Like other Burmese exile-run media, the Irrawaddy has been plagued by numerous denial-of-service (DDoS) attacks in recent years that have forced its website to be shut down. Now, Aung Zaw, the publication’s founder and editor, believes Burma’s military-backed regime has adopted a new cyber-attack strategy that aims to undermine the exile media’s credibility among readers.
Earlier this year, unknown hackers penetrated the Irrawaddy’s central computer system and planted false news on its website’s front page claiming that a popular Burmese film star had died. The bogus report sparked a protest from the still living actress and an outcry among readers about the inaccuracy before editorial staff could delete the posting and issue an explanation.
Aung Zaw told CPJ he fears the damage from the attack may have been wider reaching, potentially jeopardizing the identity of secret in-country sources and contributors. He says the hackers first breached the Irrawaddy’s central computer system using password-cracking software two weeks prior to planting the false story.
“Tons of confidential information was exposed when our site was hacked,” said Aung Zaw during a recent interview with CPJ. “We assume they were reading our day-to-day messages.”
After the attack, Aung Zaw said the Irrawaddy hired Internet security experts in Europe to audit the extent of the security breach. The experts were able to track one of the IP addresses of an apparent team of hackers to London. They used proxy servers in China in a circuitous bid to conceal their location.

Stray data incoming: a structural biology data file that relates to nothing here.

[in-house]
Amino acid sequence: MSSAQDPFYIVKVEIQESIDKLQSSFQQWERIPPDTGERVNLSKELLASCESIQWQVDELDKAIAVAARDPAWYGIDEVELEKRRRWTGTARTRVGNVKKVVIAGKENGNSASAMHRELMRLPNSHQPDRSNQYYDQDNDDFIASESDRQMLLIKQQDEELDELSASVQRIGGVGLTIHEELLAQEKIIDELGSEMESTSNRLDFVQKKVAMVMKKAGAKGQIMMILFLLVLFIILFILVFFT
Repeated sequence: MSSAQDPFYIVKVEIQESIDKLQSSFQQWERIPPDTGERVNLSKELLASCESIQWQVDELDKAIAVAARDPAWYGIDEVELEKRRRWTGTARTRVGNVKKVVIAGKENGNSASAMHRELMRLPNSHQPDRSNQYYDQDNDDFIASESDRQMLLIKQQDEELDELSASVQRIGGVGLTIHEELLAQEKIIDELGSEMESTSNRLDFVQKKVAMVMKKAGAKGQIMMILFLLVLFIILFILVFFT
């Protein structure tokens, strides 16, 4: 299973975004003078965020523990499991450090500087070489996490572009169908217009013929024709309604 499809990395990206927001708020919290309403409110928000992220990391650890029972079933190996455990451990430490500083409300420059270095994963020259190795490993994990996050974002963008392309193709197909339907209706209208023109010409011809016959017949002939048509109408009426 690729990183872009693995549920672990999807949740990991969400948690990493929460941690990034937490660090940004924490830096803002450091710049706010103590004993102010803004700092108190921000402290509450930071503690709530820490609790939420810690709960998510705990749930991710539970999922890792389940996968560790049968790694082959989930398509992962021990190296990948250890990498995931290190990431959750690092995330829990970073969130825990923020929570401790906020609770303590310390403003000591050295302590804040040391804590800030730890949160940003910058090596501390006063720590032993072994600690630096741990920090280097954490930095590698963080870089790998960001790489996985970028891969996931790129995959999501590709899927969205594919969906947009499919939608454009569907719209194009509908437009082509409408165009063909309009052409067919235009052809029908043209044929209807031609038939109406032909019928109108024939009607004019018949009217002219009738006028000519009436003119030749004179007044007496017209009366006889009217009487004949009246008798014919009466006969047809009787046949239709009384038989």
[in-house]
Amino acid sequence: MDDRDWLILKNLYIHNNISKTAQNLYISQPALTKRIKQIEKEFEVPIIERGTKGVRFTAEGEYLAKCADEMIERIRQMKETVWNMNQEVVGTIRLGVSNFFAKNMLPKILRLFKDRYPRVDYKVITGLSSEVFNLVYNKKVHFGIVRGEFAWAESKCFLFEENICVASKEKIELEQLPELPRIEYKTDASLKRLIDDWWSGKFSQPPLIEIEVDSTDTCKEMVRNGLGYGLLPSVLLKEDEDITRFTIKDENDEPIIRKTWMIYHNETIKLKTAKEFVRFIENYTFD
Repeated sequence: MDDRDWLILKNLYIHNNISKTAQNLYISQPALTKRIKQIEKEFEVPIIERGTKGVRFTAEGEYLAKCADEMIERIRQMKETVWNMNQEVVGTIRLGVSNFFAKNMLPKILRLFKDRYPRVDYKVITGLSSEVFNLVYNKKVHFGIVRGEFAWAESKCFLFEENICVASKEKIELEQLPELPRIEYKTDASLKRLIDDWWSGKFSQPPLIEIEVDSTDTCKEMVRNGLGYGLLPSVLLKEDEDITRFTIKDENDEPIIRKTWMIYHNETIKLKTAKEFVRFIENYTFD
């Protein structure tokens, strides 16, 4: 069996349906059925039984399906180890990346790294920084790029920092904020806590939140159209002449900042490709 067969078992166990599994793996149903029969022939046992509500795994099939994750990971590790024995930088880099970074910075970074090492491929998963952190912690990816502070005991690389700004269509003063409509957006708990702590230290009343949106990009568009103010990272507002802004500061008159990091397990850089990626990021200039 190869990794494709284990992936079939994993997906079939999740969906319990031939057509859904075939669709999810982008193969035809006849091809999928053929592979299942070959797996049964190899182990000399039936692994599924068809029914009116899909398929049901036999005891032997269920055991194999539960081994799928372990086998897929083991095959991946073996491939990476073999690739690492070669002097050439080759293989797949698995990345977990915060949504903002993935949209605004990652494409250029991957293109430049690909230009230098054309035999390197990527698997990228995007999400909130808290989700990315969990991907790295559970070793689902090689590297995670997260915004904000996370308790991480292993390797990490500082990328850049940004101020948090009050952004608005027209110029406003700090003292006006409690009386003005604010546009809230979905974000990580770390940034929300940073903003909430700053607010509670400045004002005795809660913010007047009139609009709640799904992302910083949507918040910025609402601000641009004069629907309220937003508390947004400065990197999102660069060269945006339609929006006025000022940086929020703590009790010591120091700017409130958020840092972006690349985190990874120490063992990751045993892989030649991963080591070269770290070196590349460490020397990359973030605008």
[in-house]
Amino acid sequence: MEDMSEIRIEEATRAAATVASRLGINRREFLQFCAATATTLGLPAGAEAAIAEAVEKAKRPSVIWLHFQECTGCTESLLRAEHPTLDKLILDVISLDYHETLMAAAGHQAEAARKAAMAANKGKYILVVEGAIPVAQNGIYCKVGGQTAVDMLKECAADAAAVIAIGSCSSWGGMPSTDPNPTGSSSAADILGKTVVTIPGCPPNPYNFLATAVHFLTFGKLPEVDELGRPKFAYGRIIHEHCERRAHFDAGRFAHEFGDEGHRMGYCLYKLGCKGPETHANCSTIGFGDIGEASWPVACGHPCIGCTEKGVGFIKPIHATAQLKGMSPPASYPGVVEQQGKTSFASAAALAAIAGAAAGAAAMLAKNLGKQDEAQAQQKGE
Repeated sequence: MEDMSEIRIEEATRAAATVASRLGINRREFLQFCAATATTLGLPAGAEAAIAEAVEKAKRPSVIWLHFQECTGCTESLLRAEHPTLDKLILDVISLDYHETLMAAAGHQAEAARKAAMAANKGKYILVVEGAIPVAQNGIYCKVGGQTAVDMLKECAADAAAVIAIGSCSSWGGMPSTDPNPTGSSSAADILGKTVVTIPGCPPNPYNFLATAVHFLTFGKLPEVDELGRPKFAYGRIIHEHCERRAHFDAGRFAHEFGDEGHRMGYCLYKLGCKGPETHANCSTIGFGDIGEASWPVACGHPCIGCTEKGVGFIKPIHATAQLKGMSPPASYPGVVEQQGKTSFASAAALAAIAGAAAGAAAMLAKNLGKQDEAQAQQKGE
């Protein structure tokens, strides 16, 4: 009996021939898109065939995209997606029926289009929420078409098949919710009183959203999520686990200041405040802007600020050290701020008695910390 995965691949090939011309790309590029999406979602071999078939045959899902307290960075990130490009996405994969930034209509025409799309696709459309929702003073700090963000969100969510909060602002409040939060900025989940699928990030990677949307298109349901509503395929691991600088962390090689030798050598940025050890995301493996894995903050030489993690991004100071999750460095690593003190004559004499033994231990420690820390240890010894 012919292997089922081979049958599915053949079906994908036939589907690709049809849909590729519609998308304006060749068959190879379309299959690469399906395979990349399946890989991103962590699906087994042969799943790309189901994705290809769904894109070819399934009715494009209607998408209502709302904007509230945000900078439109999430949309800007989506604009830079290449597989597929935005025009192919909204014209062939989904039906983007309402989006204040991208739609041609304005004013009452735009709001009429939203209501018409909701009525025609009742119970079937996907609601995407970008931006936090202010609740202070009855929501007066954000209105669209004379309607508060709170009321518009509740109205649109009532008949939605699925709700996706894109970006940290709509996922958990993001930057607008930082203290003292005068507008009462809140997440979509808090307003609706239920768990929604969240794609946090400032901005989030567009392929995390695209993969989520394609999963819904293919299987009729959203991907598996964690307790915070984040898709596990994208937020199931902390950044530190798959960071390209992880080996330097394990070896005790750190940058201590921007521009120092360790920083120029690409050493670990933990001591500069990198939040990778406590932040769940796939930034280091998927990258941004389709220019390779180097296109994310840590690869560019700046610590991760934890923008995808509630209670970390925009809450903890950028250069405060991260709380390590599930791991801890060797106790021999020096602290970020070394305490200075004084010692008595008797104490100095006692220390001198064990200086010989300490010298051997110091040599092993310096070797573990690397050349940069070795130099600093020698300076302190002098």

The audit also showed that the IP address for the hacker who planted the false story had, two weeks earlier, amended for accuracy several sections on the Burmese military’s Wikipedia page. Aung Zaw said the amendments demonstrated in-depth knowledge of the military’s structure and symbols, including the number of stripes and other insignia on obscure military decorations.
Burma’s military-backed regime has never publicly taken responsibility for the various DDoS attacks that have anonymously debilitated Burmese exile media in recent years. Nor has anyone acknowledged orchestrating the recent cyber-attack against the Irrawaddy–though Aung Zaw notes that many former soldiers and other regime allies are known to reside in the United Kingdom, Burma’s former colonial ruler.
The Irrawaddy has since upgraded its computer system’s security and, with help from outside experts, is actively guarding against a similar future attack. Nonetheless, hackers have attempted in recent weeks to breach an Irrawaddy database and, in another instance, posed as one of Aung Zaw’s China-based contacts while messaging on Facebook.
“Whoever they are, they’re getting more clever and more dangerous,” said Aung Zaw.
(Reporting from Chiang Mai, Thailand)